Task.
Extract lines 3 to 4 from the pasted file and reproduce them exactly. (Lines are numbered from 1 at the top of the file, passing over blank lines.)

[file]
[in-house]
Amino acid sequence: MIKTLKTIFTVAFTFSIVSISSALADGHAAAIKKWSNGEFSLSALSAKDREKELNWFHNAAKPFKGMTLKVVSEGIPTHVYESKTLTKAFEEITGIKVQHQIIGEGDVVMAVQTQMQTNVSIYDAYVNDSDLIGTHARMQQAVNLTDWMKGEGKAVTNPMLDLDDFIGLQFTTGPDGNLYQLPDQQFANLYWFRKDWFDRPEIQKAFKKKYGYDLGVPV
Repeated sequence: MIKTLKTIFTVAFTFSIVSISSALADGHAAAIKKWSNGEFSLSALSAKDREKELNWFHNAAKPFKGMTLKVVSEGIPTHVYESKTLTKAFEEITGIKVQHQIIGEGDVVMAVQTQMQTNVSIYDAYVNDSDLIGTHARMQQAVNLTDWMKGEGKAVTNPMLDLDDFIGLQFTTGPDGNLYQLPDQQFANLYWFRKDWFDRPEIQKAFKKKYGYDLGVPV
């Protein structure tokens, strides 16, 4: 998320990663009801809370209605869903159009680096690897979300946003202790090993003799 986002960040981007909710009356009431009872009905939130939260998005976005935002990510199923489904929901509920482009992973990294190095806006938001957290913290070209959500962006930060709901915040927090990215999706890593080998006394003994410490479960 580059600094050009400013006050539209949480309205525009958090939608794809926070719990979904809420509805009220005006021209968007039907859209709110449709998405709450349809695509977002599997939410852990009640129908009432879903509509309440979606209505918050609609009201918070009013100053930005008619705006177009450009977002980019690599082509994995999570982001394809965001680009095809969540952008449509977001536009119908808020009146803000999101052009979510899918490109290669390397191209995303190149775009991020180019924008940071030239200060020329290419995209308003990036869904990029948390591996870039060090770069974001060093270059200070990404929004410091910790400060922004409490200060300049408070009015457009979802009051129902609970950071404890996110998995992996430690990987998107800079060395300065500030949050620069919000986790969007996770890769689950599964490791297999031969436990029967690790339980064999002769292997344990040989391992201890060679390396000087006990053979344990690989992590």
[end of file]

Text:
Repeated sequence: MIKTLKTIFTVAFTFSIVSISSALADGHAAAIKKWSNGEFSLSALSAKDREKELNWFHNAAKPFKGMTLKVVSEGIPTHVYESKTLTKAFEEITGIKVQHQIIGEGDVVMAVQTQMQTNVSIYDAYVNDSDLIGTHARMQQAVNLTDWMKGEGKAVTNPMLDLDDFIGLQFTTGPDGNLYQLPDQQFANLYWFRKDWFDRPEIQKAFKKKYGYDLGVPV
């Protein structure tokens, strides 16, 4: 998320990663009801809370209605869903159009680096690897979300946003202790090993003799 986002960040981007909710009356009431009872009905939130939260998005976005935002990510199923489904929901509920482009992973990294190095806006938001957290913290070209959500962006930060709901915040927090990215999706890593080998006394003994410490479960 580059600094050009400013006050539209949480309205525009958090939608794809926070719990979904809420509805009220005006021209968007039907859209709110449709998405709450349809695509977002599997939410852990009640129908009432879903509509309440979606209505918050609609009201918070009013100053930005008619705006177009450009977002980019690599082509994995999570982001394809965001680009095809969540952008449509977001536009119908808020009146803000999101052009979510899918490109290669390397191209995303190149775009991020180019924008940071030239200060020329290419995209308003990036869904990029948390591996870039060090770069974001060093270059200070990404929004410091910790400060922004409490200060300049408070009015457009979802009051129902609970950071404890996110998995992996430690990987998107800079060395300065500030949050620069919000986790969007996770890769689950599964490791297999031969436990029967690790339980064999002769292997344990040989391992201890060679390396000087006990053979344990690989992590």